Крънджилица began when Czech field recordist Lucie Páchová used Bulgarian census data to travel to remote villages listed with zero population. After hiking to these deserted places she stopped off at Krandzhilitsa, a town with just ten inhabitants. Revisiting over several years, she recorded sounds and interviews to get the raw materials for this tape. Far from an empirical documentation, her compositions oscillate between flurries of activity and sedate diffusions in a mirage-like choreography. Insect buzzes meet vibrating metals, background creaks and croaks become lead protagonists while human voices lurk in-between. Páchová amplifies messy overlaps, exploring what acoustic events might convey beyond language, music and noise. In Olga Tokarczuk’s novel Flights, a character ruminates on two ways of looking at the world. In one, people and objects are seen for purely what they can do. The other is a panoramic “more general view, thanks to which you notice links between object, their network of reflections.” This resonates with Páchová’s work; she unearths a bristling world beyond what’s inscribed in population statistics.

Nandele & A-Tweed – Xigubo

Mozambique-based producer Nandele has a unique touch for creating kaleidoscopic beats which, though stemming from DAWs and sequencers, thoroughly transcend any gridded confines those tools might prescribe. On Xigubo he teams up with Rome-based producer A-Tweed, and he’s clearly found a kindred spirit, one who adds a ferocious, industrially warped edge. The tape’s name references a traditional Mozambican warrior dance rooted in colonial resistance, and across these four tracks, influences from Mozambican and Zulu culture are welded into a ferocious juxtaposition of cascading electronics and stark minimal wave patterns. It peaks on ‘Machava’s’ ebullient electronics and pounding drums, a throbbing web of rhythms and timbre which reinforces sound’s ability to unify, convey and propel even at its most disorientating. Xigubo is a lightning strike of sheer energy, an ecstatic vibration that rips through rigid shape and fixed structures.

Emergence Collective – Fly Tower
(Redundant Span Records)

Instigated in Sheffield by Juliana Day, Rob Bentall, Tim Knowles and Zebedee Budworth, Emergence Collective has a revolving lineup of thirty musicians, their music improvised and played largely unamplified with a key to start in the only instruction. An ongoing practice of shared exploration rather than a fixed ensemble, that open-endedness shapes their recorded work. Fly Tower is named after the site where it was captured, a four-storey high room used to hoist scenery at the Abbeydale Picture House in Sheffield. Across these three tracks, saxophones and guitars weave through hammered dulcimer and nyckelharpa – a bowed and keyed fiddle. Dislodged from time, fragments of older and folkier traditions seep into contemporary ones in their compositions with seamless grace, ornate patterns ambling through the reverberant space they’re enclosed in. Their music echoes The Necks in terms of pace and elegance. Though working in more undulating and fluid forms than the Australian trio, Emergence Collective’s swirls and eddies are equally unhurried, meandering into the air on their own time.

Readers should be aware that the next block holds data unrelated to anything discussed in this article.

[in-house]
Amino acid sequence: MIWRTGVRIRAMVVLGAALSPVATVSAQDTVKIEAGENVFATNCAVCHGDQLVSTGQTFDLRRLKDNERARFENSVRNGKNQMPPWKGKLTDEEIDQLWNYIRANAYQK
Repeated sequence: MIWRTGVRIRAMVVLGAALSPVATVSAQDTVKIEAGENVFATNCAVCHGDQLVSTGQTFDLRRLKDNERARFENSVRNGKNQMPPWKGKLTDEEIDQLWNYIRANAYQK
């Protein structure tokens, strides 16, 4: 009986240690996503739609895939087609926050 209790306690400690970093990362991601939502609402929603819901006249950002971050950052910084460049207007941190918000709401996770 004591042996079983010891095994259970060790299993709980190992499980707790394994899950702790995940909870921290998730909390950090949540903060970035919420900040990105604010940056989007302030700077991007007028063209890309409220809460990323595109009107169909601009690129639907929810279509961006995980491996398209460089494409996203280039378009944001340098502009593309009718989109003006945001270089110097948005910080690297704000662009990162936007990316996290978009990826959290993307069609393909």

Andra Ljos – Megalithic Statues of Vishapakar
(Not Not Fun)

Vilnius, Lithuania-based Andra Ljos’ music is simultaneously breezy and deep as an ocean. Megalithic Statues Of Vishapakar is inspired by bronze-age statues found in the Armenian Highlands, track names referring to places where these monuments have been discovered. For Andra Ljos, real name Aleksandra Evseeva, who has Armenian heritage, these relics act as a stimulus for richly layered peregrination, her music carrying a vividness that goes beyond imagined soundtrack. The pieces here don’t emulate the ancient, nor do they come across as an attempt to bolt contemporary and folklore together. They’re rooted in letting the mind wonder and roam, in creating immersion in physically unreachable places and times. On opener ‘Artanish Bay’, there’s a Twin Peaks-y atmosphere in the gloomy echoes and reverbs, while the prismatic organ stabs on ‘Gemerzek Settlements’ slip into labyrinthine patterns. In her tracks, gently emerging and ceaselessly shape-shifting keys, percussion and wind instruments delicately trickle out and accumulate hypnotic mass without ever losing their exquisitely struck equilibrium.

Courtis Posset – Micro-Glottis

Micro-Glottis is the second release by Courtis Posset, a collaboration between Anla Courtis, from Argentine noise-rockers Reynols, and Joe Posset, a Newcastle-based wielder of voice deconstruction and Dictaphone mayhem. The pair recorded improvisations to microcassette, filesharing rather than posting the recordings (thanks to the high costs of shipping between continents) for the other to perform over and create the intricate webs of extended vocal technique captured here. Following the thread of unnerving proximity between throat and mic laid out by François Dufrene and Henri Chopin, Courtis-Posset create a similarly peculiar intimacy and flood it with eerie movements and discombobulating communication. Growls and groans duel with creepy ululations and elasticated glossolalia, these emissions rendered ever more alien as the fidelity of their recording devices buckles under the weight of what they’re trying to capture. Like a pair of modern-day Lettrists they break the tools of sense making apart and use them to build an eventful place full of weird interactions and ungraspable sentiments.